Rhone Valley & Spanish Rhone-style Wines Tasted at the 2008 Hospice du Rhone Events

The Rhone Report: About Rhone and Rhone-Style Wines and Winemakers is part of an ongoing series.

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Last month we reported on American Rhone-style wines we tasted at the 16th annual Hospice du Rhone events in Paso Robles, California from May 1 to 3, 2008.  We noted that this event was an opportunity to consider Rhone-style wines from a fresh perspective because, unlike most tasting opportunities, these events included Rhone-style wines from the Rhone Valley itself (51 wineries), elsewhere in France (4 wineries) as well as from Spain (4 wineries), Australia (17 wineries), South Africa (6 wineries), Chile (2 wineries), Argentina (1 winery) and the United States.  While this was a California-dominated event, and while many of the Rhone Valley’s best producers weren’t represented, there was still sufficient European and other entries to make for interesting comparisons and contrasts.

This month we’ll address the European wines. 

Rhone wines are named for and modeled after France’s Rhone Valley.  But at least two important red Rhone varietals really originated in Spain.  Considering that both Grenache and Mourvedre probably originated in Spain (where they are called Garnacha and Monastrell/Mataro, respectively), it is fair to consider vineyards in both countries to be the source of Rhone varietals despite the fact that the Rhone River Valley itself is in France.  We tasted a wide range of French wines from the Rhone Valley and wines from Spain.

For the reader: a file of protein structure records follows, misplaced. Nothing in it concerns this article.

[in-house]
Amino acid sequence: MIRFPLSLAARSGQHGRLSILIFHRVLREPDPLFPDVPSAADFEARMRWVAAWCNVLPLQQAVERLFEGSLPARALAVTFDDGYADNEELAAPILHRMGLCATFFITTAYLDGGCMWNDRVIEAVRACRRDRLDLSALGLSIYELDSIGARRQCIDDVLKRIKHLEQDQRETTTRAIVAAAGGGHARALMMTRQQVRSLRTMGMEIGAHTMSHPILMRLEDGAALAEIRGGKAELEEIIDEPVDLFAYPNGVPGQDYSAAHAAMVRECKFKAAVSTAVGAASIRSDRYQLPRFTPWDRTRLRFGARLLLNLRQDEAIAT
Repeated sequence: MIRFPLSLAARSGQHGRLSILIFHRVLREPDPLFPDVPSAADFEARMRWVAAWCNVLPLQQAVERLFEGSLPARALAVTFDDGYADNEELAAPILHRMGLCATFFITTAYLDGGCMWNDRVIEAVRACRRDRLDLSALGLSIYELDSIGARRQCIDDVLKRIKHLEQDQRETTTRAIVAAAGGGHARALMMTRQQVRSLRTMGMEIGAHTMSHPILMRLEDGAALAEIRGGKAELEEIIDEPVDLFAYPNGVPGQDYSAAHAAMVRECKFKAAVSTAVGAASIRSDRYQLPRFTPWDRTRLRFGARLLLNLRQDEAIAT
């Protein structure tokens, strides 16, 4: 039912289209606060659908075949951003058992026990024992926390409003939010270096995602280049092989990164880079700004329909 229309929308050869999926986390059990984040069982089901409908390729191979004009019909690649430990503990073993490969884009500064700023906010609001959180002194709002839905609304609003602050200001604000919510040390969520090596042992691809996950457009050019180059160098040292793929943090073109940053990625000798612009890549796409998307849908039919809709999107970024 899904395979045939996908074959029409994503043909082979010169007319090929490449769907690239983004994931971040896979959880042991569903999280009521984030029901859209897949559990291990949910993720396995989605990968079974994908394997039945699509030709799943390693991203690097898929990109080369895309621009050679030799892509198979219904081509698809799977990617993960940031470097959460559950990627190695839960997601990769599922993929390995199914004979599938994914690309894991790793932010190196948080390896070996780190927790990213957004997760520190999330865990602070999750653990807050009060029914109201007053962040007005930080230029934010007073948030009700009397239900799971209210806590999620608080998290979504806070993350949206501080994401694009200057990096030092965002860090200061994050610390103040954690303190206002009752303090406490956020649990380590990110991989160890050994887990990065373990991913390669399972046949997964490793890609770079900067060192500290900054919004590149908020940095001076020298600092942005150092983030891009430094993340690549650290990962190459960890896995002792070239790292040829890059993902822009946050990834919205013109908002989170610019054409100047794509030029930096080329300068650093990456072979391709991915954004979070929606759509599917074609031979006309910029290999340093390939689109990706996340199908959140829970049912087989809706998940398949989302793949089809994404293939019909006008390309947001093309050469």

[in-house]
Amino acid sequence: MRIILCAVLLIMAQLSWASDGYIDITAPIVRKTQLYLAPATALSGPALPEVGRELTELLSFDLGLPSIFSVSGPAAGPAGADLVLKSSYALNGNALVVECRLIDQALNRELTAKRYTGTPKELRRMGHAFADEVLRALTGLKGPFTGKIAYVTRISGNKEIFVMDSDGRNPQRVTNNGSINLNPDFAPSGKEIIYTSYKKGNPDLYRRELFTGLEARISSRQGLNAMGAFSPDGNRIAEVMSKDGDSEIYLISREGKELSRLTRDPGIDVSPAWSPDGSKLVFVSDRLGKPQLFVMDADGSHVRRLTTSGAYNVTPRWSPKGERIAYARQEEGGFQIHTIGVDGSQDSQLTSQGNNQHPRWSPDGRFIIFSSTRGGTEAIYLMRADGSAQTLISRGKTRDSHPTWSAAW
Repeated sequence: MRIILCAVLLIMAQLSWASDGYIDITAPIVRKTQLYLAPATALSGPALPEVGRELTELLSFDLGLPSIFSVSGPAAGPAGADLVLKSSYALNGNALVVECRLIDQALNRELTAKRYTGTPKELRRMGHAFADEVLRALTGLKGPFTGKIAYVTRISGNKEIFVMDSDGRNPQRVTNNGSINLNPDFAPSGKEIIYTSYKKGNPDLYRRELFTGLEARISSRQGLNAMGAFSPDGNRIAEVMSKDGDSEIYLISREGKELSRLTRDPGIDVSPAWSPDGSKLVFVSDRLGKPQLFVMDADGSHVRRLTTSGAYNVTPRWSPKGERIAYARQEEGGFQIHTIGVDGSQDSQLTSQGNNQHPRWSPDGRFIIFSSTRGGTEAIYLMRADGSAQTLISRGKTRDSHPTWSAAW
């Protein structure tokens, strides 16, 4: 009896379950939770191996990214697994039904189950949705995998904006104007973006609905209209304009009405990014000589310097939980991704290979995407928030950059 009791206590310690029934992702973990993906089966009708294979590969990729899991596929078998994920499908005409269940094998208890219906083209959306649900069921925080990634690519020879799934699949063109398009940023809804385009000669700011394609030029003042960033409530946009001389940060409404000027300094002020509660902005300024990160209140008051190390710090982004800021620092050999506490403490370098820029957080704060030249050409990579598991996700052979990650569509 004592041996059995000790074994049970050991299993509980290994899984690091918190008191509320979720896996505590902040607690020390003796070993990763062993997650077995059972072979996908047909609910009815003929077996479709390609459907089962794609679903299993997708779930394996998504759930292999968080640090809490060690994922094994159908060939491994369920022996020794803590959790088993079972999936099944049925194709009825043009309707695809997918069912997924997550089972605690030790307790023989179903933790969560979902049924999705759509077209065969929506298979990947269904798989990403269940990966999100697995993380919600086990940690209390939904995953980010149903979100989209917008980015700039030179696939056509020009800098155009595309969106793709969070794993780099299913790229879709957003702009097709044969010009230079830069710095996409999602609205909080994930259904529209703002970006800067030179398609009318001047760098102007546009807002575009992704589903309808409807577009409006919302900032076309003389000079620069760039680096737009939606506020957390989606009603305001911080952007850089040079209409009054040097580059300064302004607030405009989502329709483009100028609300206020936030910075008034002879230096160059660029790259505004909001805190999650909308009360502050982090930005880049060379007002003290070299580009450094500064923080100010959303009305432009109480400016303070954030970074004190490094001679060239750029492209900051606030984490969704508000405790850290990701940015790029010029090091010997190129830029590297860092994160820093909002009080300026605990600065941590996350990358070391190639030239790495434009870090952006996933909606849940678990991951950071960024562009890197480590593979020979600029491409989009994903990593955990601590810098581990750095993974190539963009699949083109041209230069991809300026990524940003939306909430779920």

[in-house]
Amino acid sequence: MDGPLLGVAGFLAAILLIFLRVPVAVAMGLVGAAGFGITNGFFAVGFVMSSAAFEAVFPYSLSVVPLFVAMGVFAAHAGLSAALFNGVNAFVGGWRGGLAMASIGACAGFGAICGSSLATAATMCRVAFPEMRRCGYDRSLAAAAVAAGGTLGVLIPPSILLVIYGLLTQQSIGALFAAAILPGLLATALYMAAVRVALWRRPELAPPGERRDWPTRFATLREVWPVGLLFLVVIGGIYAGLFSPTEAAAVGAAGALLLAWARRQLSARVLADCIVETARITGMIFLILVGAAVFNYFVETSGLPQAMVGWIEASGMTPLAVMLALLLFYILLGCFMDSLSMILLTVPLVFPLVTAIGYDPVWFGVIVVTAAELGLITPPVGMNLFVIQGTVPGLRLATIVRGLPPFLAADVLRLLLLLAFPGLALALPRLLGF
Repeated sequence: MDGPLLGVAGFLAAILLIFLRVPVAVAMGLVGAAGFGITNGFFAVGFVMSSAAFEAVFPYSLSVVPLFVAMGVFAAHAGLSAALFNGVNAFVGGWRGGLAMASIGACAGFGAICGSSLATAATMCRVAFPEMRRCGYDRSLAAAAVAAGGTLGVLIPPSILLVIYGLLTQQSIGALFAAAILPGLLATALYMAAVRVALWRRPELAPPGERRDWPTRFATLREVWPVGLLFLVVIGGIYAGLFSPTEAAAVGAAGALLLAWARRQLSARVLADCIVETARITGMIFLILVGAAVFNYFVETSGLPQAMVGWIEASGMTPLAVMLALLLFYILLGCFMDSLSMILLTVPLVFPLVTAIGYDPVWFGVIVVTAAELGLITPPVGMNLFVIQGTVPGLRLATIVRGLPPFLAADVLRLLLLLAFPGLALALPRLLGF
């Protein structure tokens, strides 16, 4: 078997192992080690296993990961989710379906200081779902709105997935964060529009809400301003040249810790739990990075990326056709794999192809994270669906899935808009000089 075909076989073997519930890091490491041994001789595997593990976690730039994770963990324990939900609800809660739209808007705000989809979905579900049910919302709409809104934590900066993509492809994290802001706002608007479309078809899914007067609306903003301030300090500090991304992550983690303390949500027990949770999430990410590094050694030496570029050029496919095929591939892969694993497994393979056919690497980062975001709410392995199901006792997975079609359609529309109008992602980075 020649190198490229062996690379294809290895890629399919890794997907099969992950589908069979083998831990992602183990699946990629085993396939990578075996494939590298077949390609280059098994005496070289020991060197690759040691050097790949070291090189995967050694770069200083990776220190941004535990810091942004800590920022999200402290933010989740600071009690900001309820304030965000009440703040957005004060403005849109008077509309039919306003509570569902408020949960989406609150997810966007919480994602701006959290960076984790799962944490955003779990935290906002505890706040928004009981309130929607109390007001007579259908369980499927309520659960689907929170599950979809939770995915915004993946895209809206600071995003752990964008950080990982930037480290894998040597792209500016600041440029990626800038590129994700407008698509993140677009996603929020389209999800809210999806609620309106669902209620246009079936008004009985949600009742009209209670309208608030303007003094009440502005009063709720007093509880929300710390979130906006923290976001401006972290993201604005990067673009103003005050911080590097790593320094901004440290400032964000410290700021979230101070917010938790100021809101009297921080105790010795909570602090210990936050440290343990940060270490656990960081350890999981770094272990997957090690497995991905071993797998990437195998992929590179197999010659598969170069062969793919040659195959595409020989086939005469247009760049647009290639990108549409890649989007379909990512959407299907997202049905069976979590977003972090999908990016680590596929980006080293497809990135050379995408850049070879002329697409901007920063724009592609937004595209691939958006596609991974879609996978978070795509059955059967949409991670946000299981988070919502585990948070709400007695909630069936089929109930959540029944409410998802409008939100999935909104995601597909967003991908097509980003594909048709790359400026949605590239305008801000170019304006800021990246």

As we tasted both American and European Rhone-style wines, we kept comparing and contrasting them.  We are fans of the best of both worlds.  In comparing and contrasting, we searched for insights.

Nearly all of the European wines tasted more acidic and astringent compared to their American counterparts, which often tasted sweeter, duller and heavier.  Partially this is due to different climatic conditions and other environmental factors, and partially it is due to different vineyard and winemaking practices (reflecting a different aesthetic).  In general, most of the European wines have a more nuanced balance, a subtler profile and more elegant flavors.  Their higher acidity makes them better mates for most foods.

For more than 25 years, The California Wine Club founders Bruce and Pam Boring have explored all corners of California’s wine country to find award-winning, handcrafted wine to share with the world. Each month, the club features a different small family winery and hand selects two of their best wines for members.